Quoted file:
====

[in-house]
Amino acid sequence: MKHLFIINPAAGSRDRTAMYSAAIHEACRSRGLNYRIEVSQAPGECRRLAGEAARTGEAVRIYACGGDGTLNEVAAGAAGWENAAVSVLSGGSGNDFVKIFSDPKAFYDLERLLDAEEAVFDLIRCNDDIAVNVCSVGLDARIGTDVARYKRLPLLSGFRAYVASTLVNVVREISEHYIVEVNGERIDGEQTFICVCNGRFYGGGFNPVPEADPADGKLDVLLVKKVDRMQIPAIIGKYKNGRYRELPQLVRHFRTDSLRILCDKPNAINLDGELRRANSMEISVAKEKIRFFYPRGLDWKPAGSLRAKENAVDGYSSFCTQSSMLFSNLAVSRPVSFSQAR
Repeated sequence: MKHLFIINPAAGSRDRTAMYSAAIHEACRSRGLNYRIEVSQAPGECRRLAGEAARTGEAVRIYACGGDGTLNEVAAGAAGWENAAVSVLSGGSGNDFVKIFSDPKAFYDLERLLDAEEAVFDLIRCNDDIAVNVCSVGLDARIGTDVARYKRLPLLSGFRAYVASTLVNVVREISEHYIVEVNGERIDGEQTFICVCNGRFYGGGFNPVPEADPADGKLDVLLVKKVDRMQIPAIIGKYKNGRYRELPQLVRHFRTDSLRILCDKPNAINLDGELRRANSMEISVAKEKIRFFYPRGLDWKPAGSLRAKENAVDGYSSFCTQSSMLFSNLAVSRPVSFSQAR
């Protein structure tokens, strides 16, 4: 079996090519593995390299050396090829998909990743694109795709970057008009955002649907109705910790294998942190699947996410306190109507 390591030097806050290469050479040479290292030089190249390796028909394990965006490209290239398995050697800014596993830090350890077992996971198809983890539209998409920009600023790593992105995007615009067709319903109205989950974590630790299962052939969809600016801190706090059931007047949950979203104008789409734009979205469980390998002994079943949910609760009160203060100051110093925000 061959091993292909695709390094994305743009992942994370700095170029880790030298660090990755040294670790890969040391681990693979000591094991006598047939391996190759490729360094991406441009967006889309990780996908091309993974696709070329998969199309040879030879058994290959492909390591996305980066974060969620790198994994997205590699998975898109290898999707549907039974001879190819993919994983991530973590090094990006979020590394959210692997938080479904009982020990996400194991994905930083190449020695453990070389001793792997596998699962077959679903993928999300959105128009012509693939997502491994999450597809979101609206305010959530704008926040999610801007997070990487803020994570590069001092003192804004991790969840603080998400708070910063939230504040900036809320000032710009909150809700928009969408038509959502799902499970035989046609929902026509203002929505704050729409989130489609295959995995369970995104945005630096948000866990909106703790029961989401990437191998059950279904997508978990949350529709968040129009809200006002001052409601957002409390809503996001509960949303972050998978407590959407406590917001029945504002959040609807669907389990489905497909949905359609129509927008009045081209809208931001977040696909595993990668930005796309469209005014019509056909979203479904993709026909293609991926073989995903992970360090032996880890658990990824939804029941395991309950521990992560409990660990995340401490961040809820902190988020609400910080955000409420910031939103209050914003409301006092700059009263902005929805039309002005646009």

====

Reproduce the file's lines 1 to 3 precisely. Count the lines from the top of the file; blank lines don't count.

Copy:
[in-house]
Amino acid sequence: MKHLFIINPAAGSRDRTAMYSAAIHEACRSRGLNYRIEVSQAPGECRRLAGEAARTGEAVRIYACGGDGTLNEVAAGAAGWENAAVSVLSGGSGNDFVKIFSDPKAFYDLERLLDAEEAVFDLIRCNDDIAVNVCSVGLDARIGTDVARYKRLPLLSGFRAYVASTLVNVVREISEHYIVEVNGERIDGEQTFICVCNGRFYGGGFNPVPEADPADGKLDVLLVKKVDRMQIPAIIGKYKNGRYRELPQLVRHFRTDSLRILCDKPNAINLDGELRRANSMEISVAKEKIRFFYPRGLDWKPAGSLRAKENAVDGYSSFCTQSSMLFSNLAVSRPVSFSQAR
Repeated sequence: MKHLFIINPAAGSRDRTAMYSAAIHEACRSRGLNYRIEVSQAPGECRRLAGEAARTGEAVRIYACGGDGTLNEVAAGAAGWENAAVSVLSGGSGNDFVKIFSDPKAFYDLERLLDAEEAVFDLIRCNDDIAVNVCSVGLDARIGTDVARYKRLPLLSGFRAYVASTLVNVVREISEHYIVEVNGERIDGEQTFICVCNGRFYGGGFNPVPEADPADGKLDVLLVKKVDRMQIPAIIGKYKNGRYRELPQLVRHFRTDSLRILCDKPNAINLDGELRRANSMEISVAKEKIRFFYPRGLDWKPAGSLRAKENAVDGYSSFCTQSSMLFSNLAVSRPVSFSQAR